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Sugar on Snow, April 26, 11-2:30

Tuesday, April 12th, 2016

Maple syrup, pickles, donuts and coffee will be served at UVM’s annual maple celebration in front of Bailey/Howe.

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Public Monuments: The Politics and Processes of Commemoration

Sunday, February 21st, 2016

 

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Public Monuments: The Politics and Processes of Commemoration
Thursday, March 17, 2016, 5:30 pm
Special Collections, Bailey/Howe Library

Bill Lipke and Bill Mares, authors of the recently published Grafting Memory, will present an illustrated lecture summarizing the research which they undertook for their book on commemorative monuments from the American Revolutionary War to the present. In their essays, Lipke and Mares explore the evolving practices that allow memories of soldiers and wars to pass through generations. From monuments to cemeteries, paintings and living memorials, they present diverse examples, including many close to home, like Burlington’s Battery Park and Memorial Auditorium, and those farther away, like Canada’s War Memorial project and national cemeteries in France.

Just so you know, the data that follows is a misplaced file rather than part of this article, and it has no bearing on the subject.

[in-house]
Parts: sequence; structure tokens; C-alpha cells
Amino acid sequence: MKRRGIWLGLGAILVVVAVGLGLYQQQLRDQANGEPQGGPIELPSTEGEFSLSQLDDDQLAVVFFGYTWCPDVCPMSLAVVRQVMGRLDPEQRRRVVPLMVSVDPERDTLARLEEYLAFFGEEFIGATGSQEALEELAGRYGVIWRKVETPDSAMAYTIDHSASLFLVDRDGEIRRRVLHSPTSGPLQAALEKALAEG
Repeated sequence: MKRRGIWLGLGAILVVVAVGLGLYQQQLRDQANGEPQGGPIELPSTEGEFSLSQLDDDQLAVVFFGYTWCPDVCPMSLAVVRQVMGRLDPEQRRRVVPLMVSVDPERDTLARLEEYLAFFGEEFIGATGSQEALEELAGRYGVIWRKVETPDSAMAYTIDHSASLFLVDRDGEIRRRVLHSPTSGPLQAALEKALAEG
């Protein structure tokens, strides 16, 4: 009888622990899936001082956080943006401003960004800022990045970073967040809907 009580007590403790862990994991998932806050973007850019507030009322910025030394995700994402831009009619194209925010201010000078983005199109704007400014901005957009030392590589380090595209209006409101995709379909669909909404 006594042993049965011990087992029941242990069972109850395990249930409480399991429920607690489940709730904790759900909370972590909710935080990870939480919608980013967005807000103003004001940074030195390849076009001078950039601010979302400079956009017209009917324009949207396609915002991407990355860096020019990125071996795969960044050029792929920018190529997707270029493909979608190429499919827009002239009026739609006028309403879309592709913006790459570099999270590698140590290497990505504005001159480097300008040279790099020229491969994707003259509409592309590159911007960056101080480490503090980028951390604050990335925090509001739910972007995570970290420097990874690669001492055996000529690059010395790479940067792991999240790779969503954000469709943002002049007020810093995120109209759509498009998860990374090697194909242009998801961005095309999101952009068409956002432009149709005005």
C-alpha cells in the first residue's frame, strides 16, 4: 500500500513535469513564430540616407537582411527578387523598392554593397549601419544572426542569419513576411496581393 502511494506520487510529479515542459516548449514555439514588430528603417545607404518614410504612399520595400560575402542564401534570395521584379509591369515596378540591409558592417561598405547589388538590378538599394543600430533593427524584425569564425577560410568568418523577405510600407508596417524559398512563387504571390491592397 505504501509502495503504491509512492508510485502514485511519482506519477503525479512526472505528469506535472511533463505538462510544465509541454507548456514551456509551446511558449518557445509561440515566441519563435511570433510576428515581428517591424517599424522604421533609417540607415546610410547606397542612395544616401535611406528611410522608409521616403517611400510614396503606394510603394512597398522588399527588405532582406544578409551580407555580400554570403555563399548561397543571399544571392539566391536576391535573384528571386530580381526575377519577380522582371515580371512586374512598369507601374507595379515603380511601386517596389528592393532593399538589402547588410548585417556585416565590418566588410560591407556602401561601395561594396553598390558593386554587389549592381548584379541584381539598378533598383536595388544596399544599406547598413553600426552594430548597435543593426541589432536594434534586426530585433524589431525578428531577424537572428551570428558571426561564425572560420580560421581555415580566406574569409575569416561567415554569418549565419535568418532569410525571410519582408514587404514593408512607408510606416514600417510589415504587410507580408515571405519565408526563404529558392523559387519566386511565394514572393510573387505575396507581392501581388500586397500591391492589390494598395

Bill Lipke is UVM professor emeritus in Art History and a former director of the Fleming Museum. He has written about landscape painting and modern architecture. Bill Mares has been a journalist and high school teacher, and has fifteen books to his credit on subjects ranging from beer and coffee to Vermont politics.

The presentation is free and open to the public. Refreshments will be served. For more information, email uvmsc@uvm.edu or call 656-2138.

Visitor parking information.

Panel discussion on UVM faculty work with immigrant and refugee communities

Tuesday, February 9th, 2016

Spirit Catches You book cover

Please join us for a panel discussion with University of Vermont faculty members on their work with New American and refugee communities. The panel discussion will take place on February 18th at 4:30 p.m. in the John Dewey Lounge (Old Mill 325). The event is organized in conjunction with the library’s current exhibit, and was inspired by the 2015 First Year Read, The Spirit Catches You and You Fall Down. Both the event and the exhibit are free and open to the public.

“The Spirit Catches You: Conversations Inspired by the First Year Read” was curated by Emily Crist and Megan Allison, members of the Information and Instruction Services department at Bailey/Howe Library. Crist and Allison conducted in-depth interviews with a dozen UVM professors and affiliates about their work with refugee and immigrant populations. The exhibit provides interview excerpts and directs viewers to full videos, transcripts and accompanying resources online via QR codes.